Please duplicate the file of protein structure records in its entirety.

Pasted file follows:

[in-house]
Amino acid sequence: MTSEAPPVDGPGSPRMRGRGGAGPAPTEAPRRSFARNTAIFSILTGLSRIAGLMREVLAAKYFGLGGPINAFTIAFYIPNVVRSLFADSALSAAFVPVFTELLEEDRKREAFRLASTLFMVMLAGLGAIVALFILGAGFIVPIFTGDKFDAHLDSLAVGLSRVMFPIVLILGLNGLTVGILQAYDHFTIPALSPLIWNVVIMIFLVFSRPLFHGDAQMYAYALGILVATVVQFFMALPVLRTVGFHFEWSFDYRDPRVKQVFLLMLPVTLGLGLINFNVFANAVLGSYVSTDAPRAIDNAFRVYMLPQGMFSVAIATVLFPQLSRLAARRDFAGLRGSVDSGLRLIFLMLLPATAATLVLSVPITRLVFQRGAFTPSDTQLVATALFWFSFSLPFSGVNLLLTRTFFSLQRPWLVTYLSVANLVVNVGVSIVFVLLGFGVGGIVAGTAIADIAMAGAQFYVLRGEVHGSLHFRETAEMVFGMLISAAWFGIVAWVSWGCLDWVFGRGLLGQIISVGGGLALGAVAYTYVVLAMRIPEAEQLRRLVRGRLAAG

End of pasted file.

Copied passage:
[in-house]
Amino acid sequence: MTSEAPPVDGPGSPRMRGRGGAGPAPTEAPRRSFARNTAIFSILTGLSRIAGLMREVLAAKYFGLGGPINAFTIAFYIPNVVRSLFADSALSAAFVPVFTELLEEDRKREAFRLASTLFMVMLAGLGAIVALFILGAGFIVPIFTGDKFDAHLDSLAVGLSRVMFPIVLILGLNGLTVGILQAYDHFTIPALSPLIWNVVIMIFLVFSRPLFHGDAQMYAYALGILVATVVQFFMALPVLRTVGFHFEWSFDYRDPRVKQVFLLMLPVTLGLGLINFNVFANAVLGSYVSTDAPRAIDNAFRVYMLPQGMFSVAIATVLFPQLSRLAARRDFAGLRGSVDSGLRLIFLMLLPATAATLVLSVPITRLVFQRGAFTPSDTQLVATALFWFSFSLPFSGVNLLLTRTFFSLQRPWLVTYLSVANLVVNVGVSIVFVLLGFGVGGIVAGTAIADIAMAGAQFYVLRGEVHGSLHFRETAEMVFGMLISAAWFGIVAWVSWGCLDWVFGRGLLGQIISVGGGLALGAVAYTYVVLAMRIPEAEQLRRLVRGRLAAG